6 Adaptive capacity, coping capacity, and participative capacity
Different notions of adaptive, coping, and participative capacity
Short-term response in crises and emergencies
Proleptic creation of new expectation structures to prevent future disasters
Comprehensive coping with meaning
Assuring the continuity and identity of the system
Coping with meaning in terms of a historico-philosophical narrative
Disaster is construed as meaningful but remains calamitous
Other symbolic forms of coping: Grief rituals, unification, sense of humor, etc.
Cultural altering of loss and devastation
Measure of the ability to self-organize and use adaptive and coping capacity
The relationship of adaptive capacity and resilience is contended in the academic debate, since a multiplicity of interpretations primarily of the adaptive capacity exists. Some authors put resilience on the same level as adaptive capacity (Smit and Wandel 2006), others define the robustness of the system to change by way of adaptive capacity (Gunderson 2000), while others again argue that adaptive capacity is an element of resilience that manifests itself in the ability to reflect on change-driven learning processes and make them useful in the future (Carpenter et al. 2001). In this paper, adaptive capacity shall be understood in the sense of Walker et al. (2004), who also speak about adaptability as the social ability of a system to establish new structure relationships—understood as a change in the so-called basin of attraction—that subserve the persistence of the system (Gallopín 2006) in the case of major environmental change or incompatible system structures. These relationships cover short-term interventions to mitigate disastrous events as well as long-term orientation to deal with future hazards. Folke (2006) refers to both orientations with the terms of adaptability: responding resiliently in short term and transformability: the creation of fundamentally new system structures if the existing ones become untenable. The capacities of adaptability and transformability in social systems both depend—in sharp contrast to ecological systems—on the possibility to reflect on the state of the system and being able to imagine new, worthwhile structures (Westley et al. 2002; Young et al. 2006).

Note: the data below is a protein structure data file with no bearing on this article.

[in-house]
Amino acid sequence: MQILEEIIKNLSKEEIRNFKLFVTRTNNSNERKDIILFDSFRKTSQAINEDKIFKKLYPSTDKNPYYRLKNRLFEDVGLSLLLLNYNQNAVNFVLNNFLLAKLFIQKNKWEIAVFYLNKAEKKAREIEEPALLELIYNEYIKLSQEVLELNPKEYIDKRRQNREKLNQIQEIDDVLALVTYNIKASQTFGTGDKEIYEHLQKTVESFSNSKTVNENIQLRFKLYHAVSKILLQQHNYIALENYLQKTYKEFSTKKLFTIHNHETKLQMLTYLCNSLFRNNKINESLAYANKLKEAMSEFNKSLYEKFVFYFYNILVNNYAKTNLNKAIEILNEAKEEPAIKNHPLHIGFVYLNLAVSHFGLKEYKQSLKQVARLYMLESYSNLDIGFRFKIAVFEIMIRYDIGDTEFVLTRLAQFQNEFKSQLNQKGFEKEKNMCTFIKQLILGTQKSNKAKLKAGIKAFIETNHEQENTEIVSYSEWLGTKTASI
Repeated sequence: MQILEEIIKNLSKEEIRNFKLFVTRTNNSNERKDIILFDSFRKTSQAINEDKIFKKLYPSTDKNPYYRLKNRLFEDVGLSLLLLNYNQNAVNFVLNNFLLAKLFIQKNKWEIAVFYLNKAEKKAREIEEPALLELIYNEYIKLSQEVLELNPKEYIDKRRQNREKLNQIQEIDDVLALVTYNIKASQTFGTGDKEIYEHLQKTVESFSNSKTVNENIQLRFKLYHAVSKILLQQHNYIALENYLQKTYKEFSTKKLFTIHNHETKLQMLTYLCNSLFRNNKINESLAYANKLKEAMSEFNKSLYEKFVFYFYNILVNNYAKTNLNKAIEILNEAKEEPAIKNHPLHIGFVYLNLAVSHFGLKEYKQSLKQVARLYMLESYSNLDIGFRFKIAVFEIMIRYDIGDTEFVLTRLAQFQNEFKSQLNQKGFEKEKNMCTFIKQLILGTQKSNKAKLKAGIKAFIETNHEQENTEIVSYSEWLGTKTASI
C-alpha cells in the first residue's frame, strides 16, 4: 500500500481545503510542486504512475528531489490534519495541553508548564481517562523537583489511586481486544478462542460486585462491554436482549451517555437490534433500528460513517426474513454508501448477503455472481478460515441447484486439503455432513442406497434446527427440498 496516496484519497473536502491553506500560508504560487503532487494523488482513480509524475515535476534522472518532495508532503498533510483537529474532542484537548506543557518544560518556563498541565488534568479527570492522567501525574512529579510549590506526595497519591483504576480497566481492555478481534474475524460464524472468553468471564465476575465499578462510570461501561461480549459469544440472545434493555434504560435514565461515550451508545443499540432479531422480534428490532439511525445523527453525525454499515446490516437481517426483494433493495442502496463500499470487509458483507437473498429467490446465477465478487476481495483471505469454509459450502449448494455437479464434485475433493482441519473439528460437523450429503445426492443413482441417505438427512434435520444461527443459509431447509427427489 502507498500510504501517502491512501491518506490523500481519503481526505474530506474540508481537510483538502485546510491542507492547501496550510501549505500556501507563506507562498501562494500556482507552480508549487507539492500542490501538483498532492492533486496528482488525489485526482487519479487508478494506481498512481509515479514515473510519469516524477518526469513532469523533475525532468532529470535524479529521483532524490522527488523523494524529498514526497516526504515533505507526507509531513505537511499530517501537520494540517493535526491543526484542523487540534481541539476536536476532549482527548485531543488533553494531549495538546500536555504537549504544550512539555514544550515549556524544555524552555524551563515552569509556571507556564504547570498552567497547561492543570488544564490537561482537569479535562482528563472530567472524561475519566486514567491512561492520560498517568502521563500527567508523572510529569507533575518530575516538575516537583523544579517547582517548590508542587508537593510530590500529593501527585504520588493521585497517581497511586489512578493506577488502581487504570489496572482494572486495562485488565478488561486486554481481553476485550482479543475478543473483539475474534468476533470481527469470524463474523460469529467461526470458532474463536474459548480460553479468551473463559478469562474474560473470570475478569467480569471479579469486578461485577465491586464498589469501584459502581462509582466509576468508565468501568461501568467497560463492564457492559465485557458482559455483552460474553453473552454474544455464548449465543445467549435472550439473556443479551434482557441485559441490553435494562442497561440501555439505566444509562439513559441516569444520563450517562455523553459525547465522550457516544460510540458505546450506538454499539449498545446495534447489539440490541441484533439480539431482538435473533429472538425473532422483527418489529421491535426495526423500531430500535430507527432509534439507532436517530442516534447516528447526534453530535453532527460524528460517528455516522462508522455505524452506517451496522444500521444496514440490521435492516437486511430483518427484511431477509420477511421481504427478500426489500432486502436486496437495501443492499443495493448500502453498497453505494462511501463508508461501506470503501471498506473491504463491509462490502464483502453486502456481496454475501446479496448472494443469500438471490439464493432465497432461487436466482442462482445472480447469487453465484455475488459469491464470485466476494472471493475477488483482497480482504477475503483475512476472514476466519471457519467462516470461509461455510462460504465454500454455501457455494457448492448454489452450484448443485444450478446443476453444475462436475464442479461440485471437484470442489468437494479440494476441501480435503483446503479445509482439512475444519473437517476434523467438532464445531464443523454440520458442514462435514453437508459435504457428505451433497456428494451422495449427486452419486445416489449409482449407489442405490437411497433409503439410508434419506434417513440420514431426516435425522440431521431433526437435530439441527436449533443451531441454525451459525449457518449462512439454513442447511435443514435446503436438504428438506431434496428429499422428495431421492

Due to the fact that in every case of disaster, the continuity of the specific system within a specific environment is at risk, the adaptive capacity turns out to be a system- and context-dependent capacity. Certain contexts support the adaptive capacity, others do not. For example, the adaptive capacity of smaller social systems like families or local communities is linked to and depends on larger and inclusive social systems like societies, its resources, and its capacities (Smit and Wandel 2006). Thus, the enhancement of adaptive capacity involves mainly a decrease in resource dependence. A strong dependency on system-sustaining resources and critical infrastructures should be avoided, since strong coupling of a system to its environment creates immediate pressure to adapt in the case of environmental change. Diversity of resources and structures as well as economic variability are key elements for resilience (Folke et al. 2003). Loose coupling, flexibility, and redundancy prove to be better principles for the provision of resources than mere efficiency (Orton and Weick 1990). But, above all, the willingness for institutional change is the defining factor in this context.